June 2, 2015, Summer Lake, Oregon — When I tell people I’m from Oregon, they usually picture a green, wet place covered by trees—which is an excellent description of western Oregon, where most people live (including me). But the eastern half of the state is completely different: It’s a wide, open desert.
Eastern Oregon is characterized by sagebrush, rimrock, pine flats, and cowboys—straight out of a Zane Grey or Louis L’Amour novel. Road signs here call it the “Oregon Outback,” and the description is appropriate; the landscape is more similar to central Australia than the drippy Pacific Northwest rainforest. I love birding in eastern Oregon—it’s a totally wild experience. As I write this, a pack of coyotes is howling outside the window.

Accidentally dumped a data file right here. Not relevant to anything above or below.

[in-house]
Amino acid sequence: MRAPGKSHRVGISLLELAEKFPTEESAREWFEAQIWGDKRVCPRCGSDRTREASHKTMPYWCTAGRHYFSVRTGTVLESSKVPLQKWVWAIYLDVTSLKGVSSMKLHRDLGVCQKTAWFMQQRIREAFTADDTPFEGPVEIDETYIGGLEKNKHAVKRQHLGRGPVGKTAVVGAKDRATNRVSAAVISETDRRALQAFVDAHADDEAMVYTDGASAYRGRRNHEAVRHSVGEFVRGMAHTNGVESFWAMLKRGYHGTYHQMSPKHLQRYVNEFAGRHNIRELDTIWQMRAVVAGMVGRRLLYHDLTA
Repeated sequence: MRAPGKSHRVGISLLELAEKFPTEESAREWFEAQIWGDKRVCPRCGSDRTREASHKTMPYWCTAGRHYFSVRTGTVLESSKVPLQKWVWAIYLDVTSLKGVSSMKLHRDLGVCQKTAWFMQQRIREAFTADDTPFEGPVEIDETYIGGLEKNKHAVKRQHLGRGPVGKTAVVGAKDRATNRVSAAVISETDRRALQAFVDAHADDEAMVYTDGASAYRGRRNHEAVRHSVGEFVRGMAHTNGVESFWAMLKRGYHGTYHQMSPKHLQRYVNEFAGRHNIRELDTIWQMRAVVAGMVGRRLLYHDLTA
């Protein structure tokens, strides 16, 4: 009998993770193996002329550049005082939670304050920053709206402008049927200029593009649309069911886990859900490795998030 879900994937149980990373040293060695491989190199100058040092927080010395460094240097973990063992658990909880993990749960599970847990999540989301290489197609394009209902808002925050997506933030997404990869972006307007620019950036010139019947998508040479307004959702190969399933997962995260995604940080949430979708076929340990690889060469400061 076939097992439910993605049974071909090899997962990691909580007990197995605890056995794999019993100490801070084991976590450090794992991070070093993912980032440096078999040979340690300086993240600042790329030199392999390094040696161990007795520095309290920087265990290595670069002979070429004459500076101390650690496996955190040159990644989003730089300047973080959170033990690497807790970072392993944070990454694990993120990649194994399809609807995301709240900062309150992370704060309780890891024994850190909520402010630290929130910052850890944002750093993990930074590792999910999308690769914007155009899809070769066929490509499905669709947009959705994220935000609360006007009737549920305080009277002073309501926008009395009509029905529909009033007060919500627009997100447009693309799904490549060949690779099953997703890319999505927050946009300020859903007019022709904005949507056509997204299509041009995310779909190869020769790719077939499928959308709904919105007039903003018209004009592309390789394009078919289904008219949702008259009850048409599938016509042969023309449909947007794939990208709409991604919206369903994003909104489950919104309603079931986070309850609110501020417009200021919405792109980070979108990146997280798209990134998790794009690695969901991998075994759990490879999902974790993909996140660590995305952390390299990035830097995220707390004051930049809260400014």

My dad and I spent the day near Summer Lake, an alkali flat in basin-and-range territory. The highlight for me was a pair of new owls: A family of Long-eared Owls which I discovered in a remote stand of juniper trees, and a Short-eared Owl which emerged at dusk to hunt the marshes at Summer Lake. With the Great Grays yesterday and a roosting Great Horned this afternoon, it’s been a good run of owls lately!
When we checked in to our room this evening, I mentioned my adventures to the woman at the Summer Lake Inn. “You mean like that movie, 'The Big Year’?” she asked. “Well, yes,” I replied, “except worldwide.” “Wow, everybody’s seen that movie!” she said. “Nice!”
I’ve heard similar reactions many times this year, even from non-birders. I guess “The Big Year” (a recent film about birders starring Jack Black, Owen Wilson, and Steve Martin) has really affected the world’s general impression of birders—for better or worse . . .
New birds today: 12
Year list: 2725